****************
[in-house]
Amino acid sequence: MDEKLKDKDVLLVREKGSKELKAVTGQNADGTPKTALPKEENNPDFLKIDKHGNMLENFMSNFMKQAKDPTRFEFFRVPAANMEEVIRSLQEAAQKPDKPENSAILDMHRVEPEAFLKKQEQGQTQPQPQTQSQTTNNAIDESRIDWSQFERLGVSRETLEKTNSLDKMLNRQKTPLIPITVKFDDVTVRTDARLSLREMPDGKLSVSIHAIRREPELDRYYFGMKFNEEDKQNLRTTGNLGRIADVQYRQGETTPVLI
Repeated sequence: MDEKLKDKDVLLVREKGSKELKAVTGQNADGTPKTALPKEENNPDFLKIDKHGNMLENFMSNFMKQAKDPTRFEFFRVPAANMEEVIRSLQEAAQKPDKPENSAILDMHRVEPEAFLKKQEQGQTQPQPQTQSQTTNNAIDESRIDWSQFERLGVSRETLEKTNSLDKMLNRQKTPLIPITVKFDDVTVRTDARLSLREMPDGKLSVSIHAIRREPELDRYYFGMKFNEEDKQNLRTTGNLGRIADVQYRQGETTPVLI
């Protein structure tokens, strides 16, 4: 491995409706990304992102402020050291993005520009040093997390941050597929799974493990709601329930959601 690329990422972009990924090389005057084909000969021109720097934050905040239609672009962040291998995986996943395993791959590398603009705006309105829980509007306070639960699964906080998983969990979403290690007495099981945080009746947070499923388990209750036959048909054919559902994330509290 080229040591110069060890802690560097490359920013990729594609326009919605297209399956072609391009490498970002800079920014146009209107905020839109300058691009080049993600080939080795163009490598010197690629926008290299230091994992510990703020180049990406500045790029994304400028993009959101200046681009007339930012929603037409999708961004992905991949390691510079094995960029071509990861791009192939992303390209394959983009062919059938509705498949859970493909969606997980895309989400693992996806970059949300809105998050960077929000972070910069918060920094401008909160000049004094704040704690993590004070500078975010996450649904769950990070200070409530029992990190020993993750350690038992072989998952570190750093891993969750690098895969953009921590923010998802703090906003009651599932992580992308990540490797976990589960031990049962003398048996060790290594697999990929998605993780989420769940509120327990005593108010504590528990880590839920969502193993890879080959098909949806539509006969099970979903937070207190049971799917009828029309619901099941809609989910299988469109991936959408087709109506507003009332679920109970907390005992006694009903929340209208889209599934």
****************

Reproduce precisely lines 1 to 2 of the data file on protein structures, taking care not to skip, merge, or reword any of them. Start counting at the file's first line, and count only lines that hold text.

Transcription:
[in-house]
Amino acid sequence: MDEKLKDKDVLLVREKGSKELKAVTGQNADGTPKTALPKEENNPDFLKIDKHGNMLENFMSNFMKQAKDPTRFEFFRVPAANMEEVIRSLQEAAQKPDKPENSAILDMHRVEPEAFLKKQEQGQTQPQPQTQSQTTNNAIDESRIDWSQFERLGVSRETLEKTNSLDKMLNRQKTPLIPITVKFDDVTVRTDARLSLREMPDGKLSVSIHAIRREPELDRYYFGMKFNEEDKQNLRTTGNLGRIADVQYRQGETTPVLI